Where does your local market rank on our list of top 75 local housing markets, ranked from healthiest to weakest?

The answer will depend on several variables. To rank these markets, Builder magazine worked with Hanley Wood Market Intelligence to examine population trends and job growth,the perennial drivers of housing demand. We also considered how home prices have fared during the downturn. And finally, we considered the ratio of building permits to population, which may be the single best ongoing indicator of builder confidence in a market.

The results of these metrics were combined to produce a score for each market.

Last week, we previewed the 15 weakest markets. These markets were decimated by an unprecedented combination of job losses, falling home prices, and rising foreclosures. They will probably be among the last to recover from the downturn.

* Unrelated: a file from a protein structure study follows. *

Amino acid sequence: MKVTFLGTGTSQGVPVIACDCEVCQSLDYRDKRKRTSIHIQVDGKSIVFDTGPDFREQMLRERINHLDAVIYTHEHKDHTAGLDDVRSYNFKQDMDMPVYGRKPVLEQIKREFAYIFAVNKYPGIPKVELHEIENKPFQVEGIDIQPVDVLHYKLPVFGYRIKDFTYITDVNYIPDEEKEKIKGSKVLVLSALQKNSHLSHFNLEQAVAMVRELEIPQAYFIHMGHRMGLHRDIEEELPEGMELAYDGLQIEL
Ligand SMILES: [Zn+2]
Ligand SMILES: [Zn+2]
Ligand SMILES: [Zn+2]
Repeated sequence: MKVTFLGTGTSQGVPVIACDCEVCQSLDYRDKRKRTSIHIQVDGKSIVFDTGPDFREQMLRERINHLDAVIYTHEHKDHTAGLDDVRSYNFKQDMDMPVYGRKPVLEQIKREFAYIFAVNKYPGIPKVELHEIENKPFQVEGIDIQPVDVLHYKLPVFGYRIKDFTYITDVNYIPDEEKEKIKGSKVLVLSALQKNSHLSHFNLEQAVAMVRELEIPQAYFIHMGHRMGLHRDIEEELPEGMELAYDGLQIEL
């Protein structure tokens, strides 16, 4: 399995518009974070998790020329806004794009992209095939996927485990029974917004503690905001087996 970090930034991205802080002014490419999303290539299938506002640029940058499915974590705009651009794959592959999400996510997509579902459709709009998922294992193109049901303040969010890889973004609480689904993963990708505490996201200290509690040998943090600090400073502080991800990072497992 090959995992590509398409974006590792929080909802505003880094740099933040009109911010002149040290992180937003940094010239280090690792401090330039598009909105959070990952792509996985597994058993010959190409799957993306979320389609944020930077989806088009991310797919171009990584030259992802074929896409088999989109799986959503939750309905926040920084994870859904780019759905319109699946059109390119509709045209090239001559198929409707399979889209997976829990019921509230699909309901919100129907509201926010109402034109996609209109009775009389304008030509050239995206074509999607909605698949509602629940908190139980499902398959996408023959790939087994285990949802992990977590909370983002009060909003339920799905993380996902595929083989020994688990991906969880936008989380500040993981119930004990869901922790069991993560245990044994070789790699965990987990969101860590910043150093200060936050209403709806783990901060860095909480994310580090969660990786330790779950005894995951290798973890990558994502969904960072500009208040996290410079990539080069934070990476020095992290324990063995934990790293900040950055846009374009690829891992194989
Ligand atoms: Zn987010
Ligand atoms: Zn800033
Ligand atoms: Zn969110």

The week before, we highlighted the 15 “healthiest” markets. While only a handful are growing, these markets nonetheless exhibit positive attributes,and in some cases, even home price appreciation. They are likely to be among the first to recover from the downturn.

This week we add the list of the markets in the middle, the ones that comprise the center of the bell curve. At the top of this list, in markets 16 to 30, you’ll find metro areas that have benefited from strength in energy and agriculture, along with markets that didn’t go wild and crazy during the boom. Toward the end of the list, in positions 45 to 60, you’ll find more markets reeling from falling home prices and foreclosures, many of them located in California and Florida.

Learn more about markets featured in this article: Los Angeles, CA, Virginia Beach, VA, Cape Coral, FL, Philadelphia, PA, McAllen, TX, Salt Lake City, UT, Atlanta, GA, Orlando, FL.